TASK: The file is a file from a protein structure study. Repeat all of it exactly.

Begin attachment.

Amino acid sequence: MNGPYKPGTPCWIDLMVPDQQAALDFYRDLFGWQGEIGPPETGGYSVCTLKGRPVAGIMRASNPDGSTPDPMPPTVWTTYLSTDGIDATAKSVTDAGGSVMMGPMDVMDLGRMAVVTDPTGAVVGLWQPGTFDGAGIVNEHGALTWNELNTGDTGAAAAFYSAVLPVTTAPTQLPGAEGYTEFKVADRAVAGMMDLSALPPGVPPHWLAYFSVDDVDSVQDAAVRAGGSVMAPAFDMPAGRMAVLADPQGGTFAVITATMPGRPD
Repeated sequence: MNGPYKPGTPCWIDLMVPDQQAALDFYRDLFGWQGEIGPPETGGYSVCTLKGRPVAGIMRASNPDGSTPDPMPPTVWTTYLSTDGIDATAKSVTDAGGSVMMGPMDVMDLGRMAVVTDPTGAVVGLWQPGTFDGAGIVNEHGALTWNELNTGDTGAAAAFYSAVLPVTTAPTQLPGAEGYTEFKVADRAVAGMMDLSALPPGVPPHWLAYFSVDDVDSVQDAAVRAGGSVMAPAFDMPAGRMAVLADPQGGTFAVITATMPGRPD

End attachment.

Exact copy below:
Amino acid sequence: MNGPYKPGTPCWIDLMVPDQQAALDFYRDLFGWQGEIGPPETGGYSVCTLKGRPVAGIMRASNPDGSTPDPMPPTVWTTYLSTDGIDATAKSVTDAGGSVMMGPMDVMDLGRMAVVTDPTGAVVGLWQPGTFDGAGIVNEHGALTWNELNTGDTGAAAAFYSAVLPVTTAPTQLPGAEGYTEFKVADRAVAGMMDLSALPPGVPPHWLAYFSVDDVDSVQDAAVRAGGSVMAPAFDMPAGRMAVLADPQGGTFAVITATMPGRPD
Repeated sequence: MNGPYKPGTPCWIDLMVPDQQAALDFYRDLFGWQGEIGPPETGGYSVCTLKGRPVAGIMRASNPDGSTPDPMPPTVWTTYLSTDGIDATAKSVTDAGGSVMMGPMDVMDLGRMAVVTDPTGAVVGLWQPGTFDGAGIVNEHGALTWNELNTGDTGAAAAFYSAVLPVTTAPTQLPGAEGYTEFKVADRAVAGMMDLSALPPGVPPHWLAYFSVDDVDSVQDAAVRAGGSVMAPAFDMPAGRMAVLADPQGGTFAVITATMPGRPD